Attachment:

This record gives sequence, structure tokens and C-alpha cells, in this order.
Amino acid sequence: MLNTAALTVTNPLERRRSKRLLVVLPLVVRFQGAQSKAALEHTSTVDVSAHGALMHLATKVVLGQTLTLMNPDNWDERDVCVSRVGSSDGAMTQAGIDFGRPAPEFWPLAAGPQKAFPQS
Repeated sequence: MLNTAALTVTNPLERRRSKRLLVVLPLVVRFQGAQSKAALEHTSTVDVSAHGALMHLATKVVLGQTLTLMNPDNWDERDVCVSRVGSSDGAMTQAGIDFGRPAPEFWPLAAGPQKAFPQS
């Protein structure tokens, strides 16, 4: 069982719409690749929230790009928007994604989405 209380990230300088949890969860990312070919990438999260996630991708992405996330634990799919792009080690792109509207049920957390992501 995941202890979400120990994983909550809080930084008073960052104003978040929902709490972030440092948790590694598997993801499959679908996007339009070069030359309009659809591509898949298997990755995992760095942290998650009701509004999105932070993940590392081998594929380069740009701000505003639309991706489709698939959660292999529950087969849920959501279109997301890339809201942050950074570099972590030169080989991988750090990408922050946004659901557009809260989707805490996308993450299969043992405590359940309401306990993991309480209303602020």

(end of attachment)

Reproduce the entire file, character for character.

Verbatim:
This record gives sequence, structure tokens and C-alpha cells, in this order.
Amino acid sequence: MLNTAALTVTNPLERRRSKRLLVVLPLVVRFQGAQSKAALEHTSTVDVSAHGALMHLATKVVLGQTLTLMNPDNWDERDVCVSRVGSSDGAMTQAGIDFGRPAPEFWPLAAGPQKAFPQS
Repeated sequence: MLNTAALTVTNPLERRRSKRLLVVLPLVVRFQGAQSKAALEHTSTVDVSAHGALMHLATKVVLGQTLTLMNPDNWDERDVCVSRVGSSDGAMTQAGIDFGRPAPEFWPLAAGPQKAFPQS
């Protein structure tokens, strides 16, 4: 069982719409690749929230790009928007994604989405 209380990230300088949890969860990312070919990438999260996630991708992405996330634990799919792009080690792109509207049920957390992501 995941202890979400120990994983909550809080930084008073960052104003978040929902709490972030440092948790590694598997993801499959679908996007339009070069030359309009659809591509898949298997990755995992760095942290998650009701509004999105932070993940590392081998594929380069740009701000505003639309991706489709698939959660292999529950087969849920959501279109997301890339809201942050950074570099972590030169080989991988750090990408922050946004659901557009809260989707805490996308993450299969043992405590359940309401306990993991309480209303602020």